His latest effort, ‘The World's End’, concludes the Cornetto Trilogy that began with ‘Shaun’ and ‘Hot Fuzz’, and it's about as bittersweet an ending as you could hope for.

The film tells the tale of Gary King, an absolute train wreck of a human being played by Simon Pegg. Once considered the king of the castle in high school, King has been unable to move on with his life, and his attempts to relive the past culminate when he gathers four of his old friends to finish off a pub crawl they started 20 years ago.

To win one of five in-season double passes to the film This competition has closed.
This email address is being protected from spambots. You need JavaScript enabled to view it.

Terms and Conditions:

1. Winners will be drawn at random at 2pm Thursday 1st August at Level 2, 192-210 Brunswick Street, Fortitude Valley. [Winners drawn]
2. Winners will be notified by e-mail. [Winners drawn]
3. Winners must arrange to collect the prize from Scene Magazine's offices at Level 2, 192-210 Brunswick Street, Fortitude Valley, during business hours.
4. Entrants' email address will not be used for any other purpose except the conduct of this competition.

Published in Competition
Wednesday, 18 May 2011 14:35

Movie Reviews

YOUR HIGHNESS

Danny McBride, James Franco, Natalie Portman. Directed by David Gordon Green.

It’s simple: Danny McBride shouldn’t be let near a typewriter. Not that I think the man actually did any typing on ‘Your Highness’ – his bawdy-beyond-belief, cod-pieced quest flick – no doubt he and co-writer Ben West hired a topless secretary to do the physical labour while they sat on bean bags in the corner, punching cones and letting their tongues relay the ramblings of restless minds. Thankfully McBride the performer is much better than McBride the filmmaker, and ‘Your Highness’ has a secret weapon in the form of James Franco throwing himself headfirst into a film that doesn’t deserve his skilled presence. Thus it’s a likeable turkey, but a turkey nonetheless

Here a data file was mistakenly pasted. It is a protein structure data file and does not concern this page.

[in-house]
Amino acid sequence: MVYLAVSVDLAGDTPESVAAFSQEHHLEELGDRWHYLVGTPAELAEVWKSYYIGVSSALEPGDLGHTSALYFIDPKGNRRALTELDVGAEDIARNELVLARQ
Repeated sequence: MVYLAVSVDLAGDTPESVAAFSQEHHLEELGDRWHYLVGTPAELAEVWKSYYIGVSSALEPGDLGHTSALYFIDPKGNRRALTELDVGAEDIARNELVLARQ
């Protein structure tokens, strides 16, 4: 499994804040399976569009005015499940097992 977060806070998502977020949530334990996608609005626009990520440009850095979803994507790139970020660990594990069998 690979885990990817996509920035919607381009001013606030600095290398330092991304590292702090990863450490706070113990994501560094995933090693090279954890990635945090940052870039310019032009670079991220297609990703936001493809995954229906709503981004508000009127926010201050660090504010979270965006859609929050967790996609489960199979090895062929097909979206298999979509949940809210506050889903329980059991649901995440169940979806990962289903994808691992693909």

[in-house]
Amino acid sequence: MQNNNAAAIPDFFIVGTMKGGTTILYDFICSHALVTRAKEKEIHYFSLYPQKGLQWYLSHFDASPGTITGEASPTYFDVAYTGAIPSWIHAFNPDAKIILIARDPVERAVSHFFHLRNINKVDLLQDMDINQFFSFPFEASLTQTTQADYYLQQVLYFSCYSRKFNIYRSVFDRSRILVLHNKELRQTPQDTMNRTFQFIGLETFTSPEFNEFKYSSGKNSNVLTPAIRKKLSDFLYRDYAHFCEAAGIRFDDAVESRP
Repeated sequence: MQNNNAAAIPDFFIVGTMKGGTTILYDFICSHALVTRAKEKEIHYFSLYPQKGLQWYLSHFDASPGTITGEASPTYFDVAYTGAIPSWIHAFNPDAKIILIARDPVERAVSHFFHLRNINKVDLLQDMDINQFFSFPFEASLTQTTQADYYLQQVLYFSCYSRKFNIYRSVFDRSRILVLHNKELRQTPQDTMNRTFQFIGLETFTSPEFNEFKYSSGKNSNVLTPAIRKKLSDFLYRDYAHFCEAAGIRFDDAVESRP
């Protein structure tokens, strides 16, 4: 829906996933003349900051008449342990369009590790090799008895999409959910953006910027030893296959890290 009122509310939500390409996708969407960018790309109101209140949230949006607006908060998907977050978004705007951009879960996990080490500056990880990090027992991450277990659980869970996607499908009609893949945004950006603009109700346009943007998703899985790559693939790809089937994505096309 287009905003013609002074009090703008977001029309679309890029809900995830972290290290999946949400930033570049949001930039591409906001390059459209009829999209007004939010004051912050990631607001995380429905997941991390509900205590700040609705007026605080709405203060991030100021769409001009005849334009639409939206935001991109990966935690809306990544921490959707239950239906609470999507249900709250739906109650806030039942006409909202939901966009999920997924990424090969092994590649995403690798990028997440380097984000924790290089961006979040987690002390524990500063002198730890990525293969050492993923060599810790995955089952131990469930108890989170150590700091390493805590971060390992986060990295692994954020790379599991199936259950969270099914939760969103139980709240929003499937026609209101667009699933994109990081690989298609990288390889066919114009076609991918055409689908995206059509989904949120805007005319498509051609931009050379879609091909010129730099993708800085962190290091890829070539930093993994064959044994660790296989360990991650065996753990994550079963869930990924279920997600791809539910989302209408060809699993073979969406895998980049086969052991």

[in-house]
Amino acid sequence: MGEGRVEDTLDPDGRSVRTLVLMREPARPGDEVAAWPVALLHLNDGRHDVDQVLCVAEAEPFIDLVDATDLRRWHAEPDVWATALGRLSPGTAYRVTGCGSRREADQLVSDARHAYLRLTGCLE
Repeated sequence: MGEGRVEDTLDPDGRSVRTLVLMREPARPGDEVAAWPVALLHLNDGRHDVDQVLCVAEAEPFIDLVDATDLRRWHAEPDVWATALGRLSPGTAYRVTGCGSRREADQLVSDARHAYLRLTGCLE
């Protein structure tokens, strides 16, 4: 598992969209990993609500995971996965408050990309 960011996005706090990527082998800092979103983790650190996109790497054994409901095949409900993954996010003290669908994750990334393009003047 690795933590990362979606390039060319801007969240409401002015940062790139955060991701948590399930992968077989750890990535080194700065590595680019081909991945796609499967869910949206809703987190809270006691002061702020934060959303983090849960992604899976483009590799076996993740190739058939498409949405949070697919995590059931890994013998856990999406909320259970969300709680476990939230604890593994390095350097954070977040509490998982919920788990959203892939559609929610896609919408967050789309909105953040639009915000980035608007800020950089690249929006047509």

2 stars

MATT SHEA

 




BURKE AND HARE

Simon Pegg, Andy Serkis, Isla Fisher. Directed by John Landis.

I’d love to watch a documentary on the making of ‘Burke And Hare’, if only to nail down the exact moment that everyone involved realised they were making one of the worst films of their careers (to put that in perspective, Tim Curry is in this movie). The tale of two real-life serial killers - inexplicably portrayed as lovable lads by Pegg and Serkis - who sold corpses for dissection in the 1800s, this exceptionally tonedeaf film is like ‘Snowtown’ played for easy laughs (making those laughs look awfully difficult in the process). Like virtually all Simon Pegg films made without the involvement of ‘Shaun Of The Dead’ and ‘Hot Fuzz’ director Edgar Wright, it’s best to give this one a wide berth.

1 star

ROHAN WILLIAMS

 

Published in Film

Columns

Other Sites By Us

Community

© Eyeball Media Pty Ltd 2012-2013.